Method #2 for duplicating the white plastic parts
This method uses sheet plastic and a vacuum former.
- Sheet plastic
- Plaster of Paris (or similar plaster product)
- Rubber mold making materials (optional)
- Vacuum cleaner (a standard household vacuum cleaner is adequate)
- Heat source (electric burner, oven, etc)
- Vacuum former (build your own or buy one from Shorty's Basement - they are made by Chris Boehm)
- Heat resistant gloves
Hints and Tips
- Remove the dust bag/filter from your vacuum cleaner for a stronger vacuum source
- Make sure the plaster mold is as smooth as possible and free of dust or it will show up in the new part. Micro-Fill or just about any other filler/putty that dries hard will help fill holes. You can alter the plaster mold to fix errors in the original part or add details like rivits.
Vacuum Forming a New Part:
- Make sure the part is clean and is held level, then pour it full of plaster. It will be helpful to insert a dowel or thick balsa stick into the plaster to provide a handle for demolding. After about 1 hour carefully remove the plaster mold and set it aside for a day or three to fully dry.
- Shown below is the plaster mold removed after an hour. I did a poor job of pouring the plaster and managed to trap three air bubbles that will need to get filled. Fill in unwanted imperfections with you favorite filler/putty (I used Micro-Fill) and sand smooth.
- Cut a piece of sheet plastic the size of the holder (6" x 8" for my vacuum former). Shown below is a 10.25" plastic plate I purchased at a local grocery store, $3 for 15 plates. Chris Bohem found that plates like this average 0.016" in thickness, which is great for fliers (cosmetic parts) but not so good for cowls and other structural components. Plastic sheet can be purchased from Micro-Mark or your LHS, but they will cost about $1-3 per 6"x8" piece, depending on thickness and material type.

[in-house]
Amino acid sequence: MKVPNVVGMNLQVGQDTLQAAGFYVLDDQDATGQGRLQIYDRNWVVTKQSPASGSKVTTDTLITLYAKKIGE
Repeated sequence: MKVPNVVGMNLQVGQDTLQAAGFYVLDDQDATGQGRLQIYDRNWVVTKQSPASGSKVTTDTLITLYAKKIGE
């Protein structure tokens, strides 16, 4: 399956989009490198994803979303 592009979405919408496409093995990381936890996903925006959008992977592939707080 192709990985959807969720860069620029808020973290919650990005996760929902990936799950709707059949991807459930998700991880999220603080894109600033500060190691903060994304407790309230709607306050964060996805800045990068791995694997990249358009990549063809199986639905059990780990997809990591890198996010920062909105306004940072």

- Clamp the plastic sheet into the frame as shown below. I found out that these clamps need to be slid out to the edge or they will get in the way and the metal frame will not seal well against the vacuum former box.
- You can heat the plastic by holding it about 2" above an electric stove burner (or hot plate) or in a 350F (177C) oven. I chose to use a small toaster oven that I got from a local store for $30. Since plastic sags when hot you need to raise the holder. The picture below shows a drip pan that came with the toaster oven and four sockets being used as spacers.
- Set up the plaster mold on the vacuum former base as shown below. Plug your vacuum cleaner into the box and set it all up as close to your heat source as you can. Note that later on I raised the mold to 1/2" above the platen to avoid webbing.
- Preheat the oven to 350F (177C) then insert the plastic sheet. If using a burner then hold the plastic about 2" above the burner while wearing gloves. The plastic will start to wrinkle a bit then start to sag down. I waited till I had a little over 1/2" of sag before removing it from the oven. The picture below was a few seconds before the proper sag was reached, if you took it out at this point it would be too cold and not form properly.
- The next series of steps can be taken in any order you like, except that you must have the vacuum running before removing the plastic from heat so that you can immediately place the hot plastic onto the vacuum former. When the plastic is starting to sag I flip on the vacuum cleaner, then when the plastic has sagged sufficiently I remove the holder from the oven (while wearing gloves) and quickly set it down over the box, making a seal against it. Then I turn off the vacuum cleaner and the oven. Do you see those ridges or "webbing" in the plastic? This was not an issue on the canopy but plagued me on this part. It is essentially an effect of the plastic stretching in the oven then the excess having nowhere to go.
- If you take the plastic out too soon it will not form properly as seen below.
- Carefully trim the plastic part around the edge of the plaster mold and remove the mold from the plastic. Shown below, from left to right, are the original cowl, the vacuum formed cowl, and the plaster mold. The webbing on this cowl could be trimmed off and the gap that is left filled in, but let's try again to see if we can get rid of the webbing completely.
- One way to remove the webbing is to raise the mold up so that the webbing falls below the mold and does not effect it. On the cowl I needed 1/2" but the canopy only needed about 3/8". Another possible solution may be to just lie the part flat on the platen with no stand off, I will update this page if that works out for me.
- Trim the part to fit your plane and install.